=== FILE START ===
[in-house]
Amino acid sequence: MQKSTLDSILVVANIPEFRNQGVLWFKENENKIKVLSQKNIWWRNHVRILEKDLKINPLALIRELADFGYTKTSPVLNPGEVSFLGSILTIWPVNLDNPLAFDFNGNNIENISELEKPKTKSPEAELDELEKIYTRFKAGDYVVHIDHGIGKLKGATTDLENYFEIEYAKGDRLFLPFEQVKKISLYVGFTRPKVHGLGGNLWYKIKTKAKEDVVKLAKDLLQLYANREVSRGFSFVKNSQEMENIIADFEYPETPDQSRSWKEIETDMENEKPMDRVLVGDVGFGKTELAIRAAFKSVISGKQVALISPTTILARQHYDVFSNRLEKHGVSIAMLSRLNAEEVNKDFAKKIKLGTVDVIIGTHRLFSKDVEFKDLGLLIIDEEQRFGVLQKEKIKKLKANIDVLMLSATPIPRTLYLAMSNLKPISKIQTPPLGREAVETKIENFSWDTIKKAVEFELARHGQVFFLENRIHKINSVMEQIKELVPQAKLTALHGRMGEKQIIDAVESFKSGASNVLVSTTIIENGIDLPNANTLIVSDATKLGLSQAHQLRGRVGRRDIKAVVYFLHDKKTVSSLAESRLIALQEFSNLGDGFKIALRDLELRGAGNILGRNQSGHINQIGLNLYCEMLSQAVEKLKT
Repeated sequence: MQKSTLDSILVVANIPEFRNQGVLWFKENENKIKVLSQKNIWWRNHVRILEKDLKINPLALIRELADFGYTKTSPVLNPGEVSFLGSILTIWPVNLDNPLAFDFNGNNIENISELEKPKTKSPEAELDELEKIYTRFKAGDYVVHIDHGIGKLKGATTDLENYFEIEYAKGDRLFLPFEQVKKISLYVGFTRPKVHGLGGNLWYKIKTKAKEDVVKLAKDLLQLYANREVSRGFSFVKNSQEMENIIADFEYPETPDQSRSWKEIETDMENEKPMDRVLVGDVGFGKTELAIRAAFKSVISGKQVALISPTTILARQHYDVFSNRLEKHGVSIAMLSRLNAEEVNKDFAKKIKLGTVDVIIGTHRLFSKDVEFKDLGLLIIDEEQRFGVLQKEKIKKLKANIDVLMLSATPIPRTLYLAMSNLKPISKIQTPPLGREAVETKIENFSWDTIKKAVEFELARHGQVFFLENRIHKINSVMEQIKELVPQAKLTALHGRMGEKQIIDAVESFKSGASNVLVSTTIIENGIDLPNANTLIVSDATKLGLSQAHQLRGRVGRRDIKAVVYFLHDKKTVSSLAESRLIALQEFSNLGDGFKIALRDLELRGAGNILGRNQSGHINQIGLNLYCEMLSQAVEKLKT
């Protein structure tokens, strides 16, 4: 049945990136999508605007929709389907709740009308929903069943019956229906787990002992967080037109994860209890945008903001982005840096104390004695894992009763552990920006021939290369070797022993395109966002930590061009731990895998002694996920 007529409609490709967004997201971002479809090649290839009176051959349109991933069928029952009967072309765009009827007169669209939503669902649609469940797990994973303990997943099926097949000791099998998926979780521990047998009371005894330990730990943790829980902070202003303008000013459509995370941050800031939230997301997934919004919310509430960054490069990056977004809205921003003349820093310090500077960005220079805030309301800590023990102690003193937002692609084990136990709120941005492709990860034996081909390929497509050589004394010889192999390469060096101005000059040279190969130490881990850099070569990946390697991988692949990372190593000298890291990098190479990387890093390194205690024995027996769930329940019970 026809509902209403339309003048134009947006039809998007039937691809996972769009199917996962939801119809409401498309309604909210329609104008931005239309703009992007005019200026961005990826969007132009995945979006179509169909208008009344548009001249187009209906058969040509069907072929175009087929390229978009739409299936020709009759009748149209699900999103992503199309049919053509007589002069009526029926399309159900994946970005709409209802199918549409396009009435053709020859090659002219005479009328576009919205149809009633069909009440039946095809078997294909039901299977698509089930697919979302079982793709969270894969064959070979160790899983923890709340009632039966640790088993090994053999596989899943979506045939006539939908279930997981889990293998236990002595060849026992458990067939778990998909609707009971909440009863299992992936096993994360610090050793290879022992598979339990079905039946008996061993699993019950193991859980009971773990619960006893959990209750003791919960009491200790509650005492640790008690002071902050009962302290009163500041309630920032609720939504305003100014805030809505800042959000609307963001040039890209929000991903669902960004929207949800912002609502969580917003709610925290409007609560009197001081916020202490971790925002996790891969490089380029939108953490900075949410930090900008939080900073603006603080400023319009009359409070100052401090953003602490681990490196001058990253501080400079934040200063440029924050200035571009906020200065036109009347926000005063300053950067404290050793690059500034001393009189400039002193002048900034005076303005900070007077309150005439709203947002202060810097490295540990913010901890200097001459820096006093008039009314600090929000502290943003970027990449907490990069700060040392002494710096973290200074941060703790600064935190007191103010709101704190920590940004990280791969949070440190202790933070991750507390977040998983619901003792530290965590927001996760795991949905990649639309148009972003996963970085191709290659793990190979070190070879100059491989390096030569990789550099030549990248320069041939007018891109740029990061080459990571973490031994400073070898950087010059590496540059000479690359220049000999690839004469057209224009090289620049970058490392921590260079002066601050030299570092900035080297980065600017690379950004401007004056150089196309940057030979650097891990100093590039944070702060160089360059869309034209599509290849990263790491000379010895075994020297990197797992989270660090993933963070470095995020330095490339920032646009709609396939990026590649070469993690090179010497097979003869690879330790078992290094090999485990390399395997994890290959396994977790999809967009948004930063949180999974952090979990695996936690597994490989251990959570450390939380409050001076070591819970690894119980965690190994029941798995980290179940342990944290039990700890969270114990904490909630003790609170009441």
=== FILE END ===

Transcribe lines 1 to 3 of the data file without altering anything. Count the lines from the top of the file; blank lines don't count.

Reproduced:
[in-house]
Amino acid sequence: MQKSTLDSILVVANIPEFRNQGVLWFKENENKIKVLSQKNIWWRNHVRILEKDLKINPLALIRELADFGYTKTSPVLNPGEVSFLGSILTIWPVNLDNPLAFDFNGNNIENISELEKPKTKSPEAELDELEKIYTRFKAGDYVVHIDHGIGKLKGATTDLENYFEIEYAKGDRLFLPFEQVKKISLYVGFTRPKVHGLGGNLWYKIKTKAKEDVVKLAKDLLQLYANREVSRGFSFVKNSQEMENIIADFEYPETPDQSRSWKEIETDMENEKPMDRVLVGDVGFGKTELAIRAAFKSVISGKQVALISPTTILARQHYDVFSNRLEKHGVSIAMLSRLNAEEVNKDFAKKIKLGTVDVIIGTHRLFSKDVEFKDLGLLIIDEEQRFGVLQKEKIKKLKANIDVLMLSATPIPRTLYLAMSNLKPISKIQTPPLGREAVETKIENFSWDTIKKAVEFELARHGQVFFLENRIHKINSVMEQIKELVPQAKLTALHGRMGEKQIIDAVESFKSGASNVLVSTTIIENGIDLPNANTLIVSDATKLGLSQAHQLRGRVGRRDIKAVVYFLHDKKTVSSLAESRLIALQEFSNLGDGFKIALRDLELRGAGNILGRNQSGHINQIGLNLYCEMLSQAVEKLKT
Repeated sequence: MQKSTLDSILVVANIPEFRNQGVLWFKENENKIKVLSQKNIWWRNHVRILEKDLKINPLALIRELADFGYTKTSPVLNPGEVSFLGSILTIWPVNLDNPLAFDFNGNNIENISELEKPKTKSPEAELDELEKIYTRFKAGDYVVHIDHGIGKLKGATTDLENYFEIEYAKGDRLFLPFEQVKKISLYVGFTRPKVHGLGGNLWYKIKTKAKEDVVKLAKDLLQLYANREVSRGFSFVKNSQEMENIIADFEYPETPDQSRSWKEIETDMENEKPMDRVLVGDVGFGKTELAIRAAFKSVISGKQVALISPTTILARQHYDVFSNRLEKHGVSIAMLSRLNAEEVNKDFAKKIKLGTVDVIIGTHRLFSKDVEFKDLGLLIIDEEQRFGVLQKEKIKKLKANIDVLMLSATPIPRTLYLAMSNLKPISKIQTPPLGREAVETKIENFSWDTIKKAVEFELARHGQVFFLENRIHKINSVMEQIKELVPQAKLTALHGRMGEKQIIDAVESFKSGASNVLVSTTIIENGIDLPNANTLIVSDATKLGLSQAHQLRGRVGRRDIKAVVYFLHDKKTVSSLAESRLIALQEFSNLGDGFKIALRDLELRGAGNILGRNQSGHINQIGLNLYCEMLSQAVEKLKT